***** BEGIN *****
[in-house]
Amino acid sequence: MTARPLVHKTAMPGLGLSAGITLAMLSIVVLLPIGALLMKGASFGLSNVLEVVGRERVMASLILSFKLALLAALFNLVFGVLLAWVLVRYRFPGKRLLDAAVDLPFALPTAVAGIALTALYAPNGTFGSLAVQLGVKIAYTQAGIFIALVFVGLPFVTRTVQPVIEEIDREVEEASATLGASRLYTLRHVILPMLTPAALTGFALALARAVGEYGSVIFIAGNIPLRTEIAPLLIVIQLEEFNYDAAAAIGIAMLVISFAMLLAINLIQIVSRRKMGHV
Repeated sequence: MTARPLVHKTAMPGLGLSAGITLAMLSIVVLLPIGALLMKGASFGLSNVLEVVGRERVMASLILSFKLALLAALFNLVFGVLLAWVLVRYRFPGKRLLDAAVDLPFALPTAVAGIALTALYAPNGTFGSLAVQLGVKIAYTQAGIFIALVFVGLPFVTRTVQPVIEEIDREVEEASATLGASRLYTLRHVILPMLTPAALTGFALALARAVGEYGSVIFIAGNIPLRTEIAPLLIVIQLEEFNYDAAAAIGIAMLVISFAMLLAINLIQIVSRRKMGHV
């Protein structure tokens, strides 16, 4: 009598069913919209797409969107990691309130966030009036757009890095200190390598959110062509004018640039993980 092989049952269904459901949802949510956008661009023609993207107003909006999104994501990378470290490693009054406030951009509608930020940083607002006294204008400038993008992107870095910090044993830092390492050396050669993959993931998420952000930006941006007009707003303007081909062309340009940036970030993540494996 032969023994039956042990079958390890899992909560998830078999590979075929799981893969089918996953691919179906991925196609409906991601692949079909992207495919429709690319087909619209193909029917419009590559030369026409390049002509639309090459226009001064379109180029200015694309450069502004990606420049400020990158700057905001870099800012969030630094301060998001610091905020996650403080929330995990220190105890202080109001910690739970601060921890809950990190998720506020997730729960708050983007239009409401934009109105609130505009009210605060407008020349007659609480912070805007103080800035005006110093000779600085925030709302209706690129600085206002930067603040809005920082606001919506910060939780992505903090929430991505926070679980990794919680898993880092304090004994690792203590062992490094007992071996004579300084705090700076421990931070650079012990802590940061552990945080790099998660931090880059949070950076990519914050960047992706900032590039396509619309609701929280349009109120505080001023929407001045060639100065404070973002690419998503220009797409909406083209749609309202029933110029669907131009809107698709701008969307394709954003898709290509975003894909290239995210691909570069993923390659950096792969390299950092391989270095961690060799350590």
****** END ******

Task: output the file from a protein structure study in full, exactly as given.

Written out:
[in-house]
Amino acid sequence: MTARPLVHKTAMPGLGLSAGITLAMLSIVVLLPIGALLMKGASFGLSNVLEVVGRERVMASLILSFKLALLAALFNLVFGVLLAWVLVRYRFPGKRLLDAAVDLPFALPTAVAGIALTALYAPNGTFGSLAVQLGVKIAYTQAGIFIALVFVGLPFVTRTVQPVIEEIDREVEEASATLGASRLYTLRHVILPMLTPAALTGFALALARAVGEYGSVIFIAGNIPLRTEIAPLLIVIQLEEFNYDAAAAIGIAMLVISFAMLLAINLIQIVSRRKMGHV
Repeated sequence: MTARPLVHKTAMPGLGLSAGITLAMLSIVVLLPIGALLMKGASFGLSNVLEVVGRERVMASLILSFKLALLAALFNLVFGVLLAWVLVRYRFPGKRLLDAAVDLPFALPTAVAGIALTALYAPNGTFGSLAVQLGVKIAYTQAGIFIALVFVGLPFVTRTVQPVIEEIDREVEEASATLGASRLYTLRHVILPMLTPAALTGFALALARAVGEYGSVIFIAGNIPLRTEIAPLLIVIQLEEFNYDAAAAIGIAMLVISFAMLLAINLIQIVSRRKMGHV
């Protein structure tokens, strides 16, 4: 009598069913919209797409969107990691309130966030009036757009890095200190390598959110062509004018640039993980 092989049952269904459901949802949510956008661009023609993207107003909006999104994501990378470290490693009054406030951009509608930020940083607002006294204008400038993008992107870095910090044993830092390492050396050669993959993931998420952000930006941006007009707003303007081909062309340009940036970030993540494996 032969023994039956042990079958390890899992909560998830078999590979075929799981893969089918996953691919179906991925196609409906991601692949079909992207495919429709690319087909619209193909029917419009590559030369026409390049002509639309090459226009001064379109180029200015694309450069502004990606420049400020990158700057905001870099800012969030630094301060998001610091905020996650403080929330995990220190105890202080109001910690739970601060921890809950990190998720506020997730729960708050983007239009409401934009109105609130505009009210605060407008020349007659609480912070805007103080800035005006110093000779600085925030709302209706690129600085206002930067603040809005920082606001919506910060939780992505903090929430991505926070679980990794919680898993880092304090004994690792203590062992490094007992071996004579300084705090700076421990931070650079012990802590940061552990945080790099998660931090880059949070950076990519914050960047992706900032590039396509619309609701929280349009109120505080001023929407001045060639100065404070973002690419998503220009797409909406083209749609309202029933110029669907131009809107698709701008969307394709954003898709290509975003894909290239995210691909570069993923390659950096792969390299950092391989270095961690060799350590």